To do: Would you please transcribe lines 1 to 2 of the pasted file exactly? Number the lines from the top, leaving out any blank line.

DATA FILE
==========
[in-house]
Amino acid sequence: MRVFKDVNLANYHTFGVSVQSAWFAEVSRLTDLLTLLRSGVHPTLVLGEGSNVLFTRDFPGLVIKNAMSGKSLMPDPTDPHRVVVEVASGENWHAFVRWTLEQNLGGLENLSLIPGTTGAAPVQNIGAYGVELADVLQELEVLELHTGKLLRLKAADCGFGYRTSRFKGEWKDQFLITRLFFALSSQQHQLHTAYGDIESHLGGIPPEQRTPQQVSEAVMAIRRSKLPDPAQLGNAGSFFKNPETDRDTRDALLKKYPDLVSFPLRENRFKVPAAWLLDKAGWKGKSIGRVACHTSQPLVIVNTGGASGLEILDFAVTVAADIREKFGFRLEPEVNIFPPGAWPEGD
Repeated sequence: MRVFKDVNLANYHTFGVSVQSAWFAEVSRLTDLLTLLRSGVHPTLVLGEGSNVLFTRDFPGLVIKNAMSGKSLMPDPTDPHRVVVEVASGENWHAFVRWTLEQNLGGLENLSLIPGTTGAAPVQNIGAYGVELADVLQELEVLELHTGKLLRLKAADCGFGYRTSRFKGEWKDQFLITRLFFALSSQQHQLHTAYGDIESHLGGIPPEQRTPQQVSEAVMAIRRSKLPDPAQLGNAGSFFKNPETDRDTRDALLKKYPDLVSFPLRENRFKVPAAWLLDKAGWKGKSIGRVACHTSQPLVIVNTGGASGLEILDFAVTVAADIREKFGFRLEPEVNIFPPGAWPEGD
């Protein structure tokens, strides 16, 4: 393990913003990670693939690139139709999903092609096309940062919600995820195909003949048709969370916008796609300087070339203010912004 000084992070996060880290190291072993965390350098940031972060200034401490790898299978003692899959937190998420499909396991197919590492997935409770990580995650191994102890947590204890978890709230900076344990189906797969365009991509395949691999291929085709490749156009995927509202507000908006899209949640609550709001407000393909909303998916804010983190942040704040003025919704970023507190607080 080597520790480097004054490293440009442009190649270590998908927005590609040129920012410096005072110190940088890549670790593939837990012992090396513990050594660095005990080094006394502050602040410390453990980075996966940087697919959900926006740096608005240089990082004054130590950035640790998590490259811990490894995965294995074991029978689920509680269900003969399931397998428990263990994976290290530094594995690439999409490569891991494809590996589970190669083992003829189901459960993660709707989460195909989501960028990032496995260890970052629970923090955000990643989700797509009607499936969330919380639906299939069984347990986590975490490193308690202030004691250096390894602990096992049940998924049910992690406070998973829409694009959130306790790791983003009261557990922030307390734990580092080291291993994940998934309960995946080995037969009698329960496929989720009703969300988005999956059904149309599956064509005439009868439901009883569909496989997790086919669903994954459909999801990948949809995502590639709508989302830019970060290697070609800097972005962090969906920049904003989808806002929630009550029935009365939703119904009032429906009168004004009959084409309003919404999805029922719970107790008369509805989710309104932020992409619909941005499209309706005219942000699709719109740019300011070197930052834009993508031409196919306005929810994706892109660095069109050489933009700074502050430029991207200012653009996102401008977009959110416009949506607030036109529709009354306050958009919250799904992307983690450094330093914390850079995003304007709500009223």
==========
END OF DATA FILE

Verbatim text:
[in-house]
Amino acid sequence: MRVFKDVNLANYHTFGVSVQSAWFAEVSRLTDLLTLLRSGVHPTLVLGEGSNVLFTRDFPGLVIKNAMSGKSLMPDPTDPHRVVVEVASGENWHAFVRWTLEQNLGGLENLSLIPGTTGAAPVQNIGAYGVELADVLQELEVLELHTGKLLRLKAADCGFGYRTSRFKGEWKDQFLITRLFFALSSQQHQLHTAYGDIESHLGGIPPEQRTPQQVSEAVMAIRRSKLPDPAQLGNAGSFFKNPETDRDTRDALLKKYPDLVSFPLRENRFKVPAAWLLDKAGWKGKSIGRVACHTSQPLVIVNTGGASGLEILDFAVTVAADIREKFGFRLEPEVNIFPPGAWPEGD